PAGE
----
N. Korea asks Japan to send lower-level officials for bilateral talks.TOKYO, Aug. 24 Kyodo
North Korea has asked Japan to send lower-level officials to bilateral bilateral /bi·lat·er·al/ (-lat´er-al) having two sides, or pertaining to both sides.
1. Having or formed of two sides; two-sided.
2. talks next Wednesday in Beijing, although the two countries were originally expected to be represented by director general-level officials at their first negotiations in four years, Japanese government sources said Thursday.
Pyongyang has requested through diplomatic channels that Tokyo dispatch division chiefs to Beijing for the bilateral talks, but the Japanese government is calling on the North to send director general-level negotiators as it did so in the previous bilateral talks in August 2008, the sources said.
Japan believes the North Korea's move in seeking working-level talks indicates its reluctance to move forward in resolving the issue of past abductions of Japanese nationals by the North, an area in which Tokyo is hoping to see progress, they said.
The Japanese government has planned to send Shinsuke Sugiyama, director general of the Foreign Ministry's Asian and Oceanian Affairs Bureau, to the bilateral negotiations, and assumed that the North would be represented by Song Il Ho, its ambassador for talks to normalize normalize
to convert a set of data by, for example, converting them to logarithms or reciprocals so that their previous non-normal distribution is converted to a normal one. diplomatic relations with Japan.
The two countries have characterized char·ac·ter·ize
tr.v. character·ized, character·iz·ing, character·iz·es
1. To describe the qualities or peculiarities of: characterized the warden as ruthless.
2. the Beijing meeting as a preliminary consultation to fix the agenda and address procedural issues ahead of full-fledged talks.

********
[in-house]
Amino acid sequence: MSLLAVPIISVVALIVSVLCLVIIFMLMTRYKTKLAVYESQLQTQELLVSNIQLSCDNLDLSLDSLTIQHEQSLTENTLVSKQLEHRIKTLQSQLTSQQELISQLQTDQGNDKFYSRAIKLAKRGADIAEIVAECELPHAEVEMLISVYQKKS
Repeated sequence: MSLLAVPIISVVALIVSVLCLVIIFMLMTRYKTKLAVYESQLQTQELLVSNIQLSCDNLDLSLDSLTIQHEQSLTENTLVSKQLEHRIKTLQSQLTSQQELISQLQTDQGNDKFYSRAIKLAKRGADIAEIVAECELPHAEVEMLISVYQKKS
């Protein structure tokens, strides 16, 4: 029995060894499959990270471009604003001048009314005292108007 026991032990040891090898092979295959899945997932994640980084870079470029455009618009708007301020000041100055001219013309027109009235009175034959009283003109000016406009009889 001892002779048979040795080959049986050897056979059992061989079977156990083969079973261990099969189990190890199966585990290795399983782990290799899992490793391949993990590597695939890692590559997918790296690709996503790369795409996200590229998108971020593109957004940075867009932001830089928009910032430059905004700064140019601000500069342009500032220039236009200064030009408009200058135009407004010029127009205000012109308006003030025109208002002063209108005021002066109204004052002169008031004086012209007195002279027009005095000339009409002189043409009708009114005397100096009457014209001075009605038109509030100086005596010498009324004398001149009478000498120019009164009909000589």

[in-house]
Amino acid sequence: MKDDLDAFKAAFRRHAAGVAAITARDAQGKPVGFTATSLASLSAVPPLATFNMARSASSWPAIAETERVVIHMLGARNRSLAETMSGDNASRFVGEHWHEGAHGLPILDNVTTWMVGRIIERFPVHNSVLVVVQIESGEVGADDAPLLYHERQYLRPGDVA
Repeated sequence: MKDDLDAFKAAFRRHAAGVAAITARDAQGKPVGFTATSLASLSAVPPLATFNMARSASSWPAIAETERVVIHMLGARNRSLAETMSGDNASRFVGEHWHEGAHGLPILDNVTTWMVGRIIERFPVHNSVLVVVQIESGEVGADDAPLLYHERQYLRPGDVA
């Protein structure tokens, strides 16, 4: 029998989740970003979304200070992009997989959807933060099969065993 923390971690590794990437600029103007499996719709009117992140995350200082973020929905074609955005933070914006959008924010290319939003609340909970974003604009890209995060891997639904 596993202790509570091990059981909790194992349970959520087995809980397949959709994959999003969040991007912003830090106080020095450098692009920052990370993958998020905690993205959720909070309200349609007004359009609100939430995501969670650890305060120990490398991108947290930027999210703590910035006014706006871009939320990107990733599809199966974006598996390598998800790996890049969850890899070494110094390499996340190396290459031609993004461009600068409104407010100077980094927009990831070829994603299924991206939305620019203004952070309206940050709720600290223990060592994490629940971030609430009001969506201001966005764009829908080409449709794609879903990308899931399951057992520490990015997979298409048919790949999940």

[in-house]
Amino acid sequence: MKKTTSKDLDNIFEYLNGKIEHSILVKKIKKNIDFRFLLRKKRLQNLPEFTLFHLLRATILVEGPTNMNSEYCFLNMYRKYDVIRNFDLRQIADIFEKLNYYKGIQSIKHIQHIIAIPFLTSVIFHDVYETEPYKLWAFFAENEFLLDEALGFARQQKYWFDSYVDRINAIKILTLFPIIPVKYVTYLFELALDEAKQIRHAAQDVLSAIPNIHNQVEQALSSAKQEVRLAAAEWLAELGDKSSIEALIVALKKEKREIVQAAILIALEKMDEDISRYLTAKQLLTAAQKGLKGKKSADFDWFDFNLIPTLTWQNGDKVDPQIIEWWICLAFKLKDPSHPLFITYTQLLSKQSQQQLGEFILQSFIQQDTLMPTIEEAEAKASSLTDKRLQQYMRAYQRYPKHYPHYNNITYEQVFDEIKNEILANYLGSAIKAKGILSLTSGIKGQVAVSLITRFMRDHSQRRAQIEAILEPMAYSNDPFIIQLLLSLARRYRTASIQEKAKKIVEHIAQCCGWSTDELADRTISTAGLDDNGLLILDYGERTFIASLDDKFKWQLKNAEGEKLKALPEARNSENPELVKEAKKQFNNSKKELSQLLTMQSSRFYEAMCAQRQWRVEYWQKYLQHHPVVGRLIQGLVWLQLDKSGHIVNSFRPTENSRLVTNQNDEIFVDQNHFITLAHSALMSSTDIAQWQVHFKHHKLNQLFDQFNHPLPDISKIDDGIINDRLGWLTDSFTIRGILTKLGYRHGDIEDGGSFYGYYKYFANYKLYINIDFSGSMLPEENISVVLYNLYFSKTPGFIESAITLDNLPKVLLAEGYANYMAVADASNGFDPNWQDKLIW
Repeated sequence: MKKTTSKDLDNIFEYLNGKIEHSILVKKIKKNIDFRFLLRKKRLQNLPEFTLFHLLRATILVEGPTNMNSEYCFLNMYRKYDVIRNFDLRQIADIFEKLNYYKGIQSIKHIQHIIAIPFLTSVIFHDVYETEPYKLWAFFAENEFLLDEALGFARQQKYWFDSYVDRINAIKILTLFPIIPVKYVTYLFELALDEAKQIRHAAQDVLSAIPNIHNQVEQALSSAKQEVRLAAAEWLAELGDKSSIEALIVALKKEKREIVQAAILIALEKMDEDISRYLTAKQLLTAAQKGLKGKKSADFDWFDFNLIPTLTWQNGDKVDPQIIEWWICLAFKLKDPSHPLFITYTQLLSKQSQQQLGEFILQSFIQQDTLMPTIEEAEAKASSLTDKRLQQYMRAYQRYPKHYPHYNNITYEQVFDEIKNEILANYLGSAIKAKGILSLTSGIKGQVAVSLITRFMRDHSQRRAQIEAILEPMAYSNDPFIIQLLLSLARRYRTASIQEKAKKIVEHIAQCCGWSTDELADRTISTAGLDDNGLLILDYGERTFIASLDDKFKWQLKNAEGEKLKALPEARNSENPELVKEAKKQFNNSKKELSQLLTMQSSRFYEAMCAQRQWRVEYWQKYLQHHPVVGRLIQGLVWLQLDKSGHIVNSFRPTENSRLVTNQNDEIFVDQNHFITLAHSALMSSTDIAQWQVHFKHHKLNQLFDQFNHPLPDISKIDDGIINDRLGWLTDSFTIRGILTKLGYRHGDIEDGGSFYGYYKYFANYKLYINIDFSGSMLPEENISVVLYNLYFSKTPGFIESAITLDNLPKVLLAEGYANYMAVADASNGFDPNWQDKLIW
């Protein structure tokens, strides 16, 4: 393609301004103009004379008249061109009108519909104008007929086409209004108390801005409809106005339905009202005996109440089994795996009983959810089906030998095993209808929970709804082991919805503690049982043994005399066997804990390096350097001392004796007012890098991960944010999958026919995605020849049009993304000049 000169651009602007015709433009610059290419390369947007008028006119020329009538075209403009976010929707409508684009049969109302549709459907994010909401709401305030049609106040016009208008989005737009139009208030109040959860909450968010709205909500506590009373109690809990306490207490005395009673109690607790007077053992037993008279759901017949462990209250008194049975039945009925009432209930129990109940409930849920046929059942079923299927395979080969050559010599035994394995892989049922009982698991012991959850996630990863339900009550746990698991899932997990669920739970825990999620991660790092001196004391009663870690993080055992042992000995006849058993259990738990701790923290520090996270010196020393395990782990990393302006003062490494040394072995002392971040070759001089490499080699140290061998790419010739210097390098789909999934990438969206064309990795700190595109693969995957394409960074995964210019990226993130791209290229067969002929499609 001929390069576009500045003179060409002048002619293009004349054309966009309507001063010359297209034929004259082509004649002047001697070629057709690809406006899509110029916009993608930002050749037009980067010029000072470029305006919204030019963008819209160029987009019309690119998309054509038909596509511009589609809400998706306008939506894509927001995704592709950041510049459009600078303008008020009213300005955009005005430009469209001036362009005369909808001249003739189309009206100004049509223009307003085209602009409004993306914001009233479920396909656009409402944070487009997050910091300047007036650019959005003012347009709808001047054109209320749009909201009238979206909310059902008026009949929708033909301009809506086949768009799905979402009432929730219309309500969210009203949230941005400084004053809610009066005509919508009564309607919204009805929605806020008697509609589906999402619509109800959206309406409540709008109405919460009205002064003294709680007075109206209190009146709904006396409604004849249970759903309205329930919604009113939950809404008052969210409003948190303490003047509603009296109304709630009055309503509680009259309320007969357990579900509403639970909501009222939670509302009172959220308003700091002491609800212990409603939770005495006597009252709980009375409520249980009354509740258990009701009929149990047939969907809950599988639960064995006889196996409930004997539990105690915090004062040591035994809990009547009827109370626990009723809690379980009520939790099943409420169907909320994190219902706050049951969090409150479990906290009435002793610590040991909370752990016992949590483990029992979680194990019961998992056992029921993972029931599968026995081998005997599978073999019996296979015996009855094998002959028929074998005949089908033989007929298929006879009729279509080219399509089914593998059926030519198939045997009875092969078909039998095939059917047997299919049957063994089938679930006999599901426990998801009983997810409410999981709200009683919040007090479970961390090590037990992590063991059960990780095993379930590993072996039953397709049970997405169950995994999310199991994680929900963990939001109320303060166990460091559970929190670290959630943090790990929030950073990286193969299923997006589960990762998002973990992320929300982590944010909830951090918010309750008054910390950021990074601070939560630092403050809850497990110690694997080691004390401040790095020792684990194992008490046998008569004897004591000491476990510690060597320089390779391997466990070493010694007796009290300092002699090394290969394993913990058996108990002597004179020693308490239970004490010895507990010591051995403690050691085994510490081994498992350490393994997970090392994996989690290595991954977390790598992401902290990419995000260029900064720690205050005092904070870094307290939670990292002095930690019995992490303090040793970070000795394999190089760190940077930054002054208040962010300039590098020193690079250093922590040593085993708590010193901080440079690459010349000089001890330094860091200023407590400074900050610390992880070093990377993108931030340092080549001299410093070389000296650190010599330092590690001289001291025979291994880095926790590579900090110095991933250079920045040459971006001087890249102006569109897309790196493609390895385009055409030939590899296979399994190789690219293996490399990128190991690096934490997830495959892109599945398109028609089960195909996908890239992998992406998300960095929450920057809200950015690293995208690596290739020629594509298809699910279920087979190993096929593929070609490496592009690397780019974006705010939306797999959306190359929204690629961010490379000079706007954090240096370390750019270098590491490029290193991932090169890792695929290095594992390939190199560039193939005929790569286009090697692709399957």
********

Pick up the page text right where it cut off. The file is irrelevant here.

In the upcoming talks, Japan and North Korea are expected to mainly discuss the issue of what to do with the remains of thousands of Japanese who died in what is now North Korea during the upheavals before and after Japan's defeat in World War II.
Although Japan also hopes to take up the abduction issue, North Korea has indicated an unwillingness to discuss the matter, with its official media accusing Tokyo of "politicizing" what it said were suppose to be talks devoted solely to the purely humanitarian issue of retrieving the remains.
North Korea has admitted abducting more than a dozen Japanese in the late 1970s and early 1980s, but it considers the issue closed after allowing five of the abducted Japanese to return home and saying the others had died.
According to according to
1. As stated or indicated by; on the authority of: according to historians.
2. In keeping with: according to instructions.
3. Japanese government data, around 34,600 Japanese are believed to have died around the end of World War II in the northern part of the Korean Peninsula and the remains of around 21,600 of those people are said to have been buried bur·y
tr.v. bur·ied, bur·y·ing, bur·ies
1. To place in the ground: bury a bone.
a. To place (a corpse) in a grave, a tomb, or the sea; inter.
b. there. Japan ruled the Korean Peninsula as a colony from 1910 to 1945.